Against the odds: Chips & ships – a new battle looms with regulators
Too big to fail, or too big to sail? Solving crises from semiconductors to shipping ...
All the talk at the World Ocean Forum (WOF) this week in South Korea is of its two major companies that are both struggling.
As the event starts in Busan, the country is striving to repair the damage from the collapse of its biggest shipping line (and the severe downturn in its shipbuilding business), while hi-tech manufacturer Samsung is also having a tough time.
Samsung yesterday announced it would be “adjusting” the production schedule of its over-heating Galaxy Note 7 smartphone, after users of replacements reported they were catching fire too.
The news will have ramifications both for the intra-Asian supply chain as well as the country’s transpacific trade.
Samsung has also suffered from its compatriot’s demise, being a big supporter of Hanjin and reportedly shipping up to 40% of its exports with the carrier.
Hanjin Shipping-operated vessels remain stranded around the world more than 40 days after the carrier entered court receivership on 31 August. But sources in Korea believe the government still might step in to save the business.
Shippers have millions of dollars’ worth of freight held hostage in a maritime stand-off with Hanjin’s bunker, container leasing and other service provider creditors. And the timing for retailers – just ahead of the all-important holiday season sales – just couldn’t be worse.
Hanjin containers are locked in messy lien claims in terminals and depots around the world, with shippers being asked to pay exorbitant amounts to retrieve and reposition their cargo.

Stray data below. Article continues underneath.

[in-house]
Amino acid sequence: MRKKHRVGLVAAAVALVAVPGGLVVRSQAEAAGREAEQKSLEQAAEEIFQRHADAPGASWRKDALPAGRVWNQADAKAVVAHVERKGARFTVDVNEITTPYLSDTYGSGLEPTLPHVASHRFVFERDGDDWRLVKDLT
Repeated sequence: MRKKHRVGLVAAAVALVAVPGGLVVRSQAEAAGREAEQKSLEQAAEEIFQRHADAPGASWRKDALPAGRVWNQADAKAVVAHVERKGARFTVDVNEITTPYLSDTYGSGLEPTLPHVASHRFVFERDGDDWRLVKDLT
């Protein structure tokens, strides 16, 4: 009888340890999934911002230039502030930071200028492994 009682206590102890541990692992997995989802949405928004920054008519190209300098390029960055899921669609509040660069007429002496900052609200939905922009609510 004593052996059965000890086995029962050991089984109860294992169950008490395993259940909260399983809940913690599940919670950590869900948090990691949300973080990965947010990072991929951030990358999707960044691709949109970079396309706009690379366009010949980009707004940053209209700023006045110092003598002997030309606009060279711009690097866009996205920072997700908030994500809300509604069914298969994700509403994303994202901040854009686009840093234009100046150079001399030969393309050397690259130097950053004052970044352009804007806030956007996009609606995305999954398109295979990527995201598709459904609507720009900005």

It is perhaps unsurprising that creditors are trying to squeeze as much out of the carrier’s counterparties as possible by holding Hanjin assets gainst the daunting prospect of an eventual 10 cents in the dollar settlement from liquidators, perhaps years down the line.
Many of the dubious liens placed on Hanjin boxes by creditors are based on the age-old premise of “possession being nine tenths of the law”. This provides the unpaid companies with short-term comfort and hope of mitigating losses from an inevitable unpalatable balance sheet write-off.
But despite the embarrassing meltdown of its leading shipping line being played out on the world stage, there is a surprising optimism among the Korean shipping fraternity in Busan about Hanjin’s future.
One WOF delegate told The Loadstar today, on the sidelines of the conference, he was still convinced that the government would rescue the beleaguered shipping line. His view is that “it is not too late” to force the state-owned Korea Development Bank to u-turn and provide financial support and guarantees for Hanjin, whose imposing sky tower headquarters dominates the Busan waterfront.
He may have been influenced by noises from Korea’s main political opposition party, which has demanded some action from the government to support Hanjin.
Park Yong-jin, of the Minjoo Party, has accused the government and Korea Development Bank of having “turned a blind eye to Hanjin Shipping’s court receivership, even when they could expect massive economic damage and a loss of national wealth”.